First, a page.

Editors Note: Unfortunately people with mental illness and other mental health issues are over-represented in violent incidents with police and allegations of excessive force often ensue. This article is therefore particularly relevant to people with disabilities.
Professional policing is one of the great inventions of modernity. Police are there to help people feel safe. A police force is therefore a vital institution in the realisation of the fundamental democratic values of freedom, security, safety and justice. But, from time to time, incidents occur that cause the public to challenge these fundamental assumptions.
In light of the disturbing footage that has emerged this week from CCTV cameras showing Victoria Police officers engaging in violent interactions with members of the public (one, a mentally ill pensioner who had refused to comply with a request regarding his welfare; the other, a robber armed with a pair of scissors who was being apprehended at the scene), questions arise again about the police use of force and accountability mechanisms that are designed to prevent incidents such as these.
First, we need to acknowledge that police in Australia are generally held in high regard by the public. The Productivity Commission reported in 2016-17 that, nationally, 73.4% of the adult Australian population were “satisfied” or “very satisfied” with the services provided by police.
The proportion was higher (83.6%) for those who had had contact with police. Of those, 76.1% of people “agreed” or “strongly agreed” that police treat people “fairly and equally”, and 86.6% of people “agreed” or “strongly agreed” that police perform their job professionally.
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But this confidence is significantly diminished when footage emerges of police using what appears to be excessive force, and even more so when their notes of a particular incident do not match the evidence provided by the cameras.
All this may change if body-worn cameras (BWCs) are made compulsory for all frontline officers. Victoria Police is about to move in this direction.
Will this revolutionise the way police behave, and the way the public engages with them?
In 2015, former New South Wales Police commissioner Andrew Scipione thought only good could come of such an initiative. He argued that BWCs would keep police and the people they deal with accountable.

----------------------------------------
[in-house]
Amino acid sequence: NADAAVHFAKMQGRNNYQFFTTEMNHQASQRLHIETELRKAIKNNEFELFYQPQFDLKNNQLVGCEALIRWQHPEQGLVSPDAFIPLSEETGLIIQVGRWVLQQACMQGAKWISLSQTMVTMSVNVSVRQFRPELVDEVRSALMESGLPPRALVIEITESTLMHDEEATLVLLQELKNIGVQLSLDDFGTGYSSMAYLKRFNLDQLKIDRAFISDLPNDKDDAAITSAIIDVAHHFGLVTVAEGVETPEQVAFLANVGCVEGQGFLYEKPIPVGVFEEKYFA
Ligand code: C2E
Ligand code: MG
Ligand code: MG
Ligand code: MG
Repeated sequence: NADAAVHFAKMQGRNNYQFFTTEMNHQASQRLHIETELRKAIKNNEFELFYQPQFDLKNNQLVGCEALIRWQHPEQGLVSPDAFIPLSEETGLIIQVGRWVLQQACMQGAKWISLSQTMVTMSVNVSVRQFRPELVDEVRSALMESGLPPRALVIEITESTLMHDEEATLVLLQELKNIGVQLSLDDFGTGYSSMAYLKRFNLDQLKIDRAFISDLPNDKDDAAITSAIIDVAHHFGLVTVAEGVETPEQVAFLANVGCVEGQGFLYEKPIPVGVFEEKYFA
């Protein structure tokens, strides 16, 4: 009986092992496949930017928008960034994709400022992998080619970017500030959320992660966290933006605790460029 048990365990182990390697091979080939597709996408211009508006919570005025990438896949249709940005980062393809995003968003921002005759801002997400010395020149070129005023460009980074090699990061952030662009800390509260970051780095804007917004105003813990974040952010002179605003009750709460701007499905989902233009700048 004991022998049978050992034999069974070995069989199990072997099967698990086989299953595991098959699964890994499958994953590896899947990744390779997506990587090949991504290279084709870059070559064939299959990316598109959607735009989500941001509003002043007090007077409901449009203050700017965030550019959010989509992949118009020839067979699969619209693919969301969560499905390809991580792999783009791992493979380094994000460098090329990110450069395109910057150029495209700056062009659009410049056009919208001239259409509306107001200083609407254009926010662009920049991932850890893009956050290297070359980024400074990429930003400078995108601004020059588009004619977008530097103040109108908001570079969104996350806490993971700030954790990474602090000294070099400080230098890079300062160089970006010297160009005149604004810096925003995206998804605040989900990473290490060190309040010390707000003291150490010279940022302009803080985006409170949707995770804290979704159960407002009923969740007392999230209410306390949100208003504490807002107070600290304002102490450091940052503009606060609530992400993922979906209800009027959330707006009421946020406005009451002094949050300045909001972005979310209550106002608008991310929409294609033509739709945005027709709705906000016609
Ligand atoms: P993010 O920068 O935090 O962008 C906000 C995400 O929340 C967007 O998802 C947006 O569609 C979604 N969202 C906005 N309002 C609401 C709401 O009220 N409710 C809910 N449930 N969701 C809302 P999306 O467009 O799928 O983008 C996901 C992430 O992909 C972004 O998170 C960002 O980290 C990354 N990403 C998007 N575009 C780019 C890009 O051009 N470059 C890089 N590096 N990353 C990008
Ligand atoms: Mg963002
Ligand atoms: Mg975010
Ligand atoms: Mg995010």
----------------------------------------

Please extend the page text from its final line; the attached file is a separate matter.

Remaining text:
He is not alone in thinking this way. Research in the US has found that police commands generally are of the view that their officers will be more reluctant to use excessive force in encounters with the public if they are wearing BWCs.
A study in Florida found that the public, too, thinks highly of BWCs, especially in their ability to place a check on the police use of force, and to enhance the collection of evidence.
Let’s examine these assertions.
Over the last decade, most jurisdictions in Australia have trialled BWCs with frontline police officers. The results have been largely positive: the NSW trial, for example, was deemed “a great success”.
But the general consensus among academics who have studied the phenomenon is that BWCs are not the key to reducing police use of excessive force. A very useful analysis of the international evidence concluded that the presence of BWCs had no overall effect on police use of force.
Indeed, when officers had the power to choose to turn cameras off and on, use of force rates were higher. Also, researchers reported higher rates of assaults on police presenting with BWCs, which suggests that their presence may actually provoke aggressive conduct from the public rather than calm it down.
But these same researchers also concluded, in a related study, that BWCs can reduce police use of force when an officer’s discretion to turn cameras on or off is minimised. They write:
BWCs ought to be switched on and the recording announced to suspects at early stages of police–public interactions.
While the risks and stresses placed on police make criticism of them often appear churlish, the clear implication of the many inquiries into the conduct of police is that they must be closely and constantly monitored. The delegation of authority to police to assess their own use of force is no longer something that can be applied solely on trust.
So will the drive to equip Australian frontline police officers with compulsory BWCs improve policing? Probably. For a start, gathering evidence will be considerably speedier and more accurate in most circumstances.
The cameras will need to be operational in all interactions and the rules concerning turning them on and off will need to be clear and well-regulated. Recall, for example, that the camera worn by American police officer Mohamed Noor at the time of the shooting of Australian woman Justine Damond had not been activated.
But this is only the start. What also must be determined, among other things, are the protocols associated with the privacy of those filmed, and with accessing and storing the recorded material, ensuring that it is tamper-proof, and warranting that it will be available when requested under Freedom of Information legislation.
And it should not be forgotten that true police accountability is located in the way operational codes are observed, the practices of the relevant internal and external review bodies, and in the culture of every police organisation.
The new visibility provided by BWCs will add a layer of transparency to police activities. But this alone will not be, and cannot be, the driver of greater accountability.